Former India opener Gautam Gambhir may think that Virat Kohli is the best finisher in the world, but Kohli thinks otherwise.
The vice-captain of the Twenty20 and ODI sides instead picked Mahendra Singh Dhoni as the "best finisher in the world" after the India skipper made short work of Bangladesh with a flurry of sixes and boundaries in the final of the Asia Cup in Mirpur.
"I think Shikhar (Dhawan) played himself in really nicely. My only aim was to keep going at the other end so that the run-rate doesn't stop. I had to understand my role. Once Shikhar got towards the end of his innings, I hit two or three boundaries which released pressure for us.
"Then MS Dhoni came in and did what he does best. He is the best finisher in the world. All in all, it was a wonderful game," Kohli told bcci.tv after India lifted the Asia Cup trophy last night beating Bangladesh by eight wickets.
When Gambhir was earlier asked about what he thought of Dhoni as being the main finisher for India, he had said: “It’s a tag given by the media. Virat is a finisher for me. An opener can also be your finisher. It’s not necessary that a finisher would be your number 6 or 7 batsman.”
In the last two overs against Bangladesh in the Asia Cup final, India required 19 runs and skipper Dhoni (20 not out off six balls) hit a lethal six over deep mid-wicket off Al-Amin and another terrific blow over deep extra cover before finishing the match with another six.
Kohli feels that this win has put the team in a good stead ahead of the ICC World T20.
"It is important that everyone stays confident and everyone stays in form. Last few games we saw Yuvraj Singh playing crucial knocks. Suresh Raina is always a dangerous player in T20 cricket, Rohit Sharma has been magnificent and Dhoni knows his job more than anyone else. Hardik Pandya is a beautiful striker and now Shikhar is back in form. I am striking it decently as well.
"Everyone going into the T20 World cup is feeling good and confident and hopefully we can keep things simple and continue this winning momentum forward. The boys have played some really good cricket and it has been wonderful to be a part of such magnificent run of form for the whole team," said Kohli.
The 27-year-old batsman, who scored 41 not out to help India win Asia Cup for the record sixth time, said he was happy to have contributed to the team's success.
"I am happy I am contributing at the right times for the team. There were a lot of speculations about me when I took rest for the tour against Sri Lanka. There were all sorts of articles and things written about me questioning whether it was a right move to rest at that point of time. There was a lot of negativity around that decision that was made, but I knew that mentally I needed a break and needed to refresh myself and comeback and do the same thing over and over again.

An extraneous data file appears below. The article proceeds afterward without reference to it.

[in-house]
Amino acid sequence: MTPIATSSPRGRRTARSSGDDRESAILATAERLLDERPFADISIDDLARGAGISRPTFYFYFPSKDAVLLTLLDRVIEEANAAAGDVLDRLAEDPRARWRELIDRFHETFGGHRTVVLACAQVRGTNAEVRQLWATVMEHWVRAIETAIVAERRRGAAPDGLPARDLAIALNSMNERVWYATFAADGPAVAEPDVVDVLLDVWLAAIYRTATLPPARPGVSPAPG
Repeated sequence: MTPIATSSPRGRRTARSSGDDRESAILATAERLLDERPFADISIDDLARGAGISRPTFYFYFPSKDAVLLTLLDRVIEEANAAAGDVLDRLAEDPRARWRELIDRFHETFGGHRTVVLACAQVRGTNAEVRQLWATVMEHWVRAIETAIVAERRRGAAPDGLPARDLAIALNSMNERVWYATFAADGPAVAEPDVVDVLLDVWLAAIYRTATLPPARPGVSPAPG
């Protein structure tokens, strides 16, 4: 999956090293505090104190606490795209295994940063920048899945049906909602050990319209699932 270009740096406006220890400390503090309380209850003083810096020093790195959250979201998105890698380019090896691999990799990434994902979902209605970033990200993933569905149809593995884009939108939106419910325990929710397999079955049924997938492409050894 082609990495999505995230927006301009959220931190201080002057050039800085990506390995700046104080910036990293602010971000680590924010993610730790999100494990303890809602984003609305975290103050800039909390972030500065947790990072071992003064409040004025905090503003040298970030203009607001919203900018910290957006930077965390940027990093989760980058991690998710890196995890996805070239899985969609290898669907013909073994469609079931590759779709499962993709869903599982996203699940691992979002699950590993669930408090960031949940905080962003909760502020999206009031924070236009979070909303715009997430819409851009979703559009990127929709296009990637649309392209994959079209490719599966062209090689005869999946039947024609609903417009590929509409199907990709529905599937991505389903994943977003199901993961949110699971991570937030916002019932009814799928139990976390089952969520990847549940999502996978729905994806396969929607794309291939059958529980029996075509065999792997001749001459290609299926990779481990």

"Good habits are really hard to create and once you get them, you need to be in full flow and continue them day in and day out. I think that break really helped me focus again and continue what I did in Australia. I am really glad I could contribute in all the games here," he explained.
Elaborating on the importance of Dhawan's match-winning innings of 60, Kohli said, "Shikhar is someone who always strikes the ball really well and it is just a matter of one innings for him and you can see what he can do once he gets into form. He is a big match player. We are banking on him in the World T20. He has played really well in the IPL, he knows all the grounds and the angles, conditions and the pitches and he has played against all the bowlers from all the teams."
Since Dhawan was hitting the ball well, Kohli said he decided to just stick around and provide him support.
"It was absolutely wonderful batting from him and I am glad to see that he took the team to a situation from where we could not lose. Hats off to him for the way he played. I just needed to stick in there. My job was to hang in there and let Shikhar do what he does best which is to attack the bowlers.
"I think that is where a little bit of experience counts where you understand the situation. You realise that once a guy is going really good at the other end, you just rotate the strike and hit the odd boundary in between so that he doesn't feel pressure," the dashing batsman said.
Feature image source: Facebook